The new prime minister must restore the primacy of the appointments committee of the cabinet.
In 2007, the Appointments Committee of the Cabinet (ACC) approved a proposal to post an income tax officer as joint secretary in the ministry of shipping. When the officer concerned reported to the secretary of shipping, he was told that the minister was opposed to his appointment and that he could not join. The minister took up the matter with the PMO and got the orders changed. This was unheard of.
This may be an extreme instance of how a particular minister subverted the decision of a cabinet committee, but in the last 15-20 years, all senior appointments in the Central government have taken place almost entirely at the behest of individual ministers, and not on objective consideration by the establishment officer, civil services board (chaired by the cabinet secretary) and the ACC, as was the case until, say, the 1990s. There are numerous instances in which the establishment officer and cabinet secretary advised individual officers to approach the minister concerned and secure his consent before their names could be proposed.
What is the effect of this subversion on the quality of government and the decision-making process? The then telecom minister chose his secretary and we all saw what happened to both. It is no exaggeration to claim that nearly 80 per cent of all officers of the rank of joint secretary and above serving in the Central government today have been handpicked by individual ministers, though under the guise of a “formal” process.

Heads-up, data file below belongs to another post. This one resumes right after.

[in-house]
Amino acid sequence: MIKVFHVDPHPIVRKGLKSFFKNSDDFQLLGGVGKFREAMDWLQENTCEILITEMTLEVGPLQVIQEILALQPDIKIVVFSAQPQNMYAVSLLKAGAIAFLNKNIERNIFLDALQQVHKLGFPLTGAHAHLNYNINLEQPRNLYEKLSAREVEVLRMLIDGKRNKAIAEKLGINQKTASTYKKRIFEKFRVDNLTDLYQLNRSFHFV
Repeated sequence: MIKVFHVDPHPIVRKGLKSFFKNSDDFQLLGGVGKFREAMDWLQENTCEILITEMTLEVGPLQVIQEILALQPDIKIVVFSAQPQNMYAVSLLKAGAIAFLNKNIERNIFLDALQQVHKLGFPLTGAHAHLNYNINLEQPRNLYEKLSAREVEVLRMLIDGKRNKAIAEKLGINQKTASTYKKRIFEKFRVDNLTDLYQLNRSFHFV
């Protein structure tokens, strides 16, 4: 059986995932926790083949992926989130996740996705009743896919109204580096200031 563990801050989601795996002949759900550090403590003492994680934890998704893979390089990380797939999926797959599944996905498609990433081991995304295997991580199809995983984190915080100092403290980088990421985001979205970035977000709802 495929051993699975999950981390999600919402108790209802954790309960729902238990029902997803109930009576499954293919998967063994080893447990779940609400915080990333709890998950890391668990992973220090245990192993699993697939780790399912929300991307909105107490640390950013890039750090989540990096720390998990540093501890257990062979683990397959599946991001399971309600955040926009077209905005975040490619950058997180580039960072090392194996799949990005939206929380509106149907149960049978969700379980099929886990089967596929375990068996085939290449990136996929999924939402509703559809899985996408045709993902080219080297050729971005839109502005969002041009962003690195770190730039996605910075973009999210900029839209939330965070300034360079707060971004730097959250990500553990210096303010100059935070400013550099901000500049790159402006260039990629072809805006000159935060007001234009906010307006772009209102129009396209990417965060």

The essence of good governance is the relative independence of senior officers to express their views in the files without fear or favour. If the officer is handpicked by the minister concerned and not selected and appointed on objective consideration, he would, at best, not express his contrarian views and merely pass the buck or, at worst, consult the minister before recording his comments. In many cases, this is precisely what is happening. This is the biggest cause of what is popularly called policy paralysis.
The only remedy is to restore the primacy of the ACC, which essentially means restoring the primacy of the prime minister. If an officer is appointed to a senior position by the ACC out of a panel of names recommended by a committee of secretaries, such as the civil services board, where the secretary of the ministry concerned is also represented, that officer arrives at the ministry without the baggage of obligation or loyalty to the minister. This is how appointments were usually made before the coalition era. In 10 years of the UPA and even during the preceding decade, coalition partners and ministers belonging to the dominant party quickly learnt from their colleagues and handpicked their officers. When many criticised the former prime minister as weak, his inability to assert the primacy of the ACC and his office in senior appointments to posts, both within the government and its undertakings and other constitutional and statutory institutions, contributed to that perception.